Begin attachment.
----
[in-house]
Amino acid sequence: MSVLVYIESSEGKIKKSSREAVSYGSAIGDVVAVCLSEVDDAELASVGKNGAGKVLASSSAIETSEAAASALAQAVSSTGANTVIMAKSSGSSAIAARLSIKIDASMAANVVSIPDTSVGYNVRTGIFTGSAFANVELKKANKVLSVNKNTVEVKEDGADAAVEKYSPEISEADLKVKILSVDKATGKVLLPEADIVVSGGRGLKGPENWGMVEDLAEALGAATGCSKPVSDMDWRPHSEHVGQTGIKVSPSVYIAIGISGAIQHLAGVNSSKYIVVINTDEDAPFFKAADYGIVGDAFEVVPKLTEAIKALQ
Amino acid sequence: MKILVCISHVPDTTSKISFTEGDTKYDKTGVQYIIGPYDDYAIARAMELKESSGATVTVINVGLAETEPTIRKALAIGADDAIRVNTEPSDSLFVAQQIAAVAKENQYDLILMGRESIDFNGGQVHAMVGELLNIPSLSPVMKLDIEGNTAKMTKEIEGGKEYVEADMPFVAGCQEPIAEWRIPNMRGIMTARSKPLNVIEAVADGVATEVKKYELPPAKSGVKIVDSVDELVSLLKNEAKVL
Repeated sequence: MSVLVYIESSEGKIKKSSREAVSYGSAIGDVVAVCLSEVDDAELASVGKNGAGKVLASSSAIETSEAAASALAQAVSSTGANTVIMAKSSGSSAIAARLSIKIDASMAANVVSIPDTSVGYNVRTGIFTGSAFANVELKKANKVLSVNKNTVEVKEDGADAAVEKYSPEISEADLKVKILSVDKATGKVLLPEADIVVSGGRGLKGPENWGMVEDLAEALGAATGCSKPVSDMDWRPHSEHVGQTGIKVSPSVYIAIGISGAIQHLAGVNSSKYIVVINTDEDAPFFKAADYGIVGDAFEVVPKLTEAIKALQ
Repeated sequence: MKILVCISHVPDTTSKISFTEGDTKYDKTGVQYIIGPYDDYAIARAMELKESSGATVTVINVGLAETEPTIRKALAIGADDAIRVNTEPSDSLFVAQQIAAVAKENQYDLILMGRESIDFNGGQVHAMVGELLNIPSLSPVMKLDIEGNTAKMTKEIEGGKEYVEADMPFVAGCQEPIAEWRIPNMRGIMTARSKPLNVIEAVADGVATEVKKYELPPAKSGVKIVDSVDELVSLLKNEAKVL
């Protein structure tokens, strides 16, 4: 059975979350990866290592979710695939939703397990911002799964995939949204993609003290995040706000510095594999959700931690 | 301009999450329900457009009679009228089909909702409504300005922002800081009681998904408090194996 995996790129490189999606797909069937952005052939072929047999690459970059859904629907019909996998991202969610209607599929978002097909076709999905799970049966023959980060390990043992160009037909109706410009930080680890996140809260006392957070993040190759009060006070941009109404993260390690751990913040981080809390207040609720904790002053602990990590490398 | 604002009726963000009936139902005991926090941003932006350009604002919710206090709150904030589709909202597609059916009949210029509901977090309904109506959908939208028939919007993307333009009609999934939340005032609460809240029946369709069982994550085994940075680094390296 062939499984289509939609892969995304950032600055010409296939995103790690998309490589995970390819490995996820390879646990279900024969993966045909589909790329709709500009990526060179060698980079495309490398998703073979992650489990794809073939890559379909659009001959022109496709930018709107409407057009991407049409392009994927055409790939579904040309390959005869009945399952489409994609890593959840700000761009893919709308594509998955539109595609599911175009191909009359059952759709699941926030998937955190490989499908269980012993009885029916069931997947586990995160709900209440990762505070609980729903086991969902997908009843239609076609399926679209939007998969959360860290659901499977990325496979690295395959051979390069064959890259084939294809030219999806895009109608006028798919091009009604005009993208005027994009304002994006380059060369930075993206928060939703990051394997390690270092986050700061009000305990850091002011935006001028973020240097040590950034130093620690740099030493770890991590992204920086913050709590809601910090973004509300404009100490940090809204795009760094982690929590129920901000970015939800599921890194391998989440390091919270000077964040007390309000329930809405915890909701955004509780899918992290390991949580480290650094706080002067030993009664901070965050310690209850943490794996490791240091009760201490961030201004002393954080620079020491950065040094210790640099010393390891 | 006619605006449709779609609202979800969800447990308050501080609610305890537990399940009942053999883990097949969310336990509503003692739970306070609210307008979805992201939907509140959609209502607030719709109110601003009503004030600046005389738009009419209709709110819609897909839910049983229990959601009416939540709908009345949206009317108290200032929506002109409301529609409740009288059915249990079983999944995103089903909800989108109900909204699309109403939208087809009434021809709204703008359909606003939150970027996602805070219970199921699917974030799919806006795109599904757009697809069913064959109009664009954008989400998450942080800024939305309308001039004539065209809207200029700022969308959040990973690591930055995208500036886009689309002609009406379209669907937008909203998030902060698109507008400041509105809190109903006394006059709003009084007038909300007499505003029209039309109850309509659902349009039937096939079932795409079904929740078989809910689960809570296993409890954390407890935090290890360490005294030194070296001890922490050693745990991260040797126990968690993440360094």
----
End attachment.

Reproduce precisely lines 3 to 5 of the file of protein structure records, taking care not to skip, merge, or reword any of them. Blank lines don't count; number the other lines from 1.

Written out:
Amino acid sequence: MKILVCISHVPDTTSKISFTEGDTKYDKTGVQYIIGPYDDYAIARAMELKESSGATVTVINVGLAETEPTIRKALAIGADDAIRVNTEPSDSLFVAQQIAAVAKENQYDLILMGRESIDFNGGQVHAMVGELLNIPSLSPVMKLDIEGNTAKMTKEIEGGKEYVEADMPFVAGCQEPIAEWRIPNMRGIMTARSKPLNVIEAVADGVATEVKKYELPPAKSGVKIVDSVDELVSLLKNEAKVL
Repeated sequence: MSVLVYIESSEGKIKKSSREAVSYGSAIGDVVAVCLSEVDDAELASVGKNGAGKVLASSSAIETSEAAASALAQAVSSTGANTVIMAKSSGSSAIAARLSIKIDASMAANVVSIPDTSVGYNVRTGIFTGSAFANVELKKANKVLSVNKNTVEVKEDGADAAVEKYSPEISEADLKVKILSVDKATGKVLLPEADIVVSGGRGLKGPENWGMVEDLAEALGAATGCSKPVSDMDWRPHSEHVGQTGIKVSPSVYIAIGISGAIQHLAGVNSSKYIVVINTDEDAPFFKAADYGIVGDAFEVVPKLTEAIKALQ
Repeated sequence: MKILVCISHVPDTTSKISFTEGDTKYDKTGVQYIIGPYDDYAIARAMELKESSGATVTVINVGLAETEPTIRKALAIGADDAIRVNTEPSDSLFVAQQIAAVAKENQYDLILMGRESIDFNGGQVHAMVGELLNIPSLSPVMKLDIEGNTAKMTKEIEGGKEYVEADMPFVAGCQEPIAEWRIPNMRGIMTARSKPLNVIEAVADGVATEVKKYELPPAKSGVKIVDSVDELVSLLKNEAKVL